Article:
Transitional Care: Challenges and Strategies for Improvement

Mar 5, 2009 1:30pm ‐ Mar 5, 2009 5:00pm

Identification: A10

AMDCP Credit Designation:

This session has been approved for a total of 3 Management credit hours toward certification as a Certified Medical Director in Long Term Care (CMD).

The American Medical Directors Association designates this educational activity fora maximum of 3 AMA PRA Category 1 Credit(s)TM. Physicians should only claim credit commensurate with the extent of their participation in the activity.

Presenter(s): Matthew Wayne, MD, CMD(Moderator); Gwendolen T. Buhr, MD, CMD; Susan Nicole Hastings, MD; CristinaHendrix, DNS, CFNP, CCRN; James E. Lett, II, MD, CMD; David E. Sandvik, MD,CMD; Priscilla Bade, MD, CMD

Disclosure(s):
DavidE. Sandvik, MD, CMD is a medical director at GoldenLiving Centers and Good Samaritan Society and a director of geriatric servicesat Rapid City Regional Hospital.
Priscilla Bade, MD, CMD receives hourly reimbursement as a medical director from Regional Senior Care and Hospice of the Hills and a salary from Golden Living Center.

All other presenters reported they had no relevant financial relationships to disclose.

Session Description:
This session introduces the broad concepts for best practicesin care transitions, followed by real world examples of strategies beingimplemented along the care continuum. The barriers encountered in multiple settings of the transitionalprocess are described and models of multiple projects, programs and solutionsfor addressing them are shared. Count on an engaging Q&A where lessonslearned are revealed and the answer to the question ‘whose business is it’ isprovided.

Learning Objectives:
  • Outline two examples of effective approaches to improving the qualityof the care transition from hospital to home for older adults and theirfamily caregivers
  • Explain an innovative educational strategy to teach health professionstudents about important aspects of transitional care
  • Describe the global concepts of transitions of care and the careprocess associated with AMDA recommended best practices
  • Explain lessons learned from case examples of transitions in varioussettings

References:
Hendrix C, Ray C. Informal caregiver training on home careand cancer symptom management prior to hospital discharge: a feasibility study.Oncol Nurs Forum. 2006 Jul 1;33(4):793-8.
Eric A. Coleman EA, Parry C, Chalmers S, Min S. The caretransitions intervention:Results of a randomized controlled trial. Arch InternMed. 2006;166:1822-1828. Care Transitions InterventionSM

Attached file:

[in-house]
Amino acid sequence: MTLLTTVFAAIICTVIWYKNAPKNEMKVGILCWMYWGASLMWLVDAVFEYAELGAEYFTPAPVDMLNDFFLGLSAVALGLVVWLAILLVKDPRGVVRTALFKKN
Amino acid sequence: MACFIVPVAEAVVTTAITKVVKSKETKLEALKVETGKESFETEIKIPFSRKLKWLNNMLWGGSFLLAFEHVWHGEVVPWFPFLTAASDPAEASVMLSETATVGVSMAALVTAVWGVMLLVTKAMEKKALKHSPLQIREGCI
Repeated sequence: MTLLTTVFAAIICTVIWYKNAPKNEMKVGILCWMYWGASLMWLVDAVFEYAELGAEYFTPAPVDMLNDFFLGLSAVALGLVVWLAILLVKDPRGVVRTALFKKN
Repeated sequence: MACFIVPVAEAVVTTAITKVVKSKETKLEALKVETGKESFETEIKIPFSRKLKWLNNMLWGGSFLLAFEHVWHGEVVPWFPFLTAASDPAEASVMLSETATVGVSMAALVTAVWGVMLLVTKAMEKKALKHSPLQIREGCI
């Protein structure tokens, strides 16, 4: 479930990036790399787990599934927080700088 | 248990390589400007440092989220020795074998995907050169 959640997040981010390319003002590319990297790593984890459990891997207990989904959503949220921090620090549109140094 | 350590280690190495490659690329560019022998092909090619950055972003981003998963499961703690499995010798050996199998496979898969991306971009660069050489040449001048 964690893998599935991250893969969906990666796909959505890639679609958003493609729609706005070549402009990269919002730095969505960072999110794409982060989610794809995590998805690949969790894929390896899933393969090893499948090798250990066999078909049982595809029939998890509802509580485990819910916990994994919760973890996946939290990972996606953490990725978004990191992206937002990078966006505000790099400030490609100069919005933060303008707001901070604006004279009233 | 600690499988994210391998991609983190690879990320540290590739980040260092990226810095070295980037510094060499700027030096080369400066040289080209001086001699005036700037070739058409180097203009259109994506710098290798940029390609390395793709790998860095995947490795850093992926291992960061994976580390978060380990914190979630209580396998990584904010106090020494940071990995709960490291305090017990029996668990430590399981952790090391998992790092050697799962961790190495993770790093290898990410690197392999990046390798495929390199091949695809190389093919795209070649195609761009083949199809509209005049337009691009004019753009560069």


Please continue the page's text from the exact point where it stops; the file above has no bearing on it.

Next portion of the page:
Hendrix, C.C., Heflin, M., Twersky, J., Knight, C., Payne,J., Bradford, J., Schmader, K. (2008). Post-Hospital Clinic for Older Patientsand their Family Caregivers. Annals of Long-Term Care: Clinical Care and Aging,16[5]:20-24

Speaker(s):
Standard: $24.00

Is There a Specialist in the Home? Dermatology, Presbycusis and Foot Health

Mar 5, 2009 1:30pm ‐ Mar 5, 2009 5:00pm

Identification: A07

AMDCP Credit Designation:

This session has been approved for a total of 3 Clinical credit hours toward certification as a Certified Medical Director in Long Term Care (CMD).

TheAmerican Medical Directors Association designates this educational activity fora maximum of 3 AMA PRA Category 1 Credit(s)TM. Physicians should only claim creditcommensurate with the extent of their participation in the activity.

Presenter(s): Belinda A. Vicioso, MD, CMD(Moderator); Kathleen Y. Harrell, NP-C; Bonnie L. Wirfs, MD, CMD; Elizabeth G.Finigan, MD; Arthur Helfand, DPM

Disclosure(s):
BelindaA. Vicioso, MD, CMD is on the P&T committee and received an honorarium fromOmnicare, Inc.

Allother presenters reported they had no relevant financial relationships todisclose.

Session Description:
This session brings pearls from the domains of long term carespecialists. Topics to be coveredare: geriatric skin disorders in variouslong term care settings; hearing loss and its impact on SNF residentcommunication, cognition and socialization with a bedside diagnostic method toidentify common otologic problems; foot health and how to develop a Foot HealthProgram for long term care practitioners including the assessment, education,care, management and training components of the program.

Learning Objectives:
  • Outline the demographic imperative for our elderly patients’ needs inthe areas of skin problems, hearing loss and foot health
  • Diagnose and treat common disorders in these domains in the elderly
  • Explain diagnostic and treatment strategies and methods for use bypractitioners in each specialty area

References:
Gilchrest BA Skin and Aging Process CRC Press Boca Raton, Florida1988
Young EM, Newcomer VD, Kligman AM. Geriatric Dermatology, LeaFebiger, Philadelphia1993
Winker MA, Glass RM: The aging global population. JAMA: 1758,1996
Marks R Skin Disease in Old Age Martin Dunitz London 1999